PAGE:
US4803696 *Jun 30, 1987Feb 7, 1989Hughes Aircraft CompanyLaser with grating feedback unstable resonator
US4922498 *Dec 6, 1988May 1, 1990Kearsley Andrew JLasers
US4939738 *Aug 30, 1989Jul 3, 1990Deutsche Forschung -Und VersuchsanstaltHigh-power waveguide laser
US5125001 *Feb 15, 1990Jun 23, 1992Mitsubishi Denki K.K.Solid laser device
US5260964 *Jun 26, 1992Nov 9, 1993Institut National D'optiqueGraded reflectivity mirror resonators for lasers with a gain medium having a non-circular cross-section
US5557630 *Jan 13, 1995Sep 17, 1996Scaggs; Michael J.Unstable laser resonator
US5684822 *Nov 17, 1994Nov 4, 1997Cymer, Inc.Laser system with anamorphic confocal unstable resonator
US8599898Dec 22, 2004Dec 3, 2013Universal Laser Systems, Inc.Slab laser with composite resonator and method of producing high-energy laser radiation
Classifications
U.S. Classification372/95, 372/108, 372/93, 372/99
International ClassificationH01S3/081
Cooperative ClassificationH01S3/0818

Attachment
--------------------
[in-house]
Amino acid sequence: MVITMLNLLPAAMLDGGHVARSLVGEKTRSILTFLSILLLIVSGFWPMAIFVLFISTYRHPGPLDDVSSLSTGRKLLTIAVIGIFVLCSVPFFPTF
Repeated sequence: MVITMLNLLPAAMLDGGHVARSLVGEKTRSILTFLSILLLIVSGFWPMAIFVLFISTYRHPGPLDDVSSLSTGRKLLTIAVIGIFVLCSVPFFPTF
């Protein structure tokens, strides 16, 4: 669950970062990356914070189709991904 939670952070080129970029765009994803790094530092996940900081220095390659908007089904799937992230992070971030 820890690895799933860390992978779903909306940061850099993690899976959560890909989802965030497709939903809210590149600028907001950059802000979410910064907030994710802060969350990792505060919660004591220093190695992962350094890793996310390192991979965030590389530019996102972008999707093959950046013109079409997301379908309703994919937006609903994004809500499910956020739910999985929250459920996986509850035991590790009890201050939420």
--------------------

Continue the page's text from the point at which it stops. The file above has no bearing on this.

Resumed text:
European ClassificationH01S3/081U
Legal Events
DateCodeEventDescription
Apr 6, 1987ASAssignment
Owner name: HERAEUS INDUSTRIELASER GMBH, HERAEUSSTRASSE 12-14
Free format text: ASSIGNMENT OF ASSIGNORS INTEREST.;ASSIGNOR:W.C. HERAEUS GMBH;REEL/FRAME:004689/0815
Effective date: 19870317
Mar 19, 1990ASAssignment
Owner name: HERAEUS HOLDING GMBH, A GERMAN CORP., GERMANY
Free format text: ASSIGNMENT OF ASSIGNORS INTEREST.;ASSIGNOR:HERAEUS INDUSTRIELASER GMBH;REEL/FRAME:005228/0530
Effective date: 19900227
Aug 13, 1990FPAYFee payment
Year of fee payment: 4
Aug 22, 1994FPAYFee payment
Year of fee payment: 8
Sep 15, 1998REMIMaintenance fee reminder mailed
Sep 28, 1998FPAYFee payment
Year of fee payment: 12
Sep 28, 1998SULPSurcharge for late payment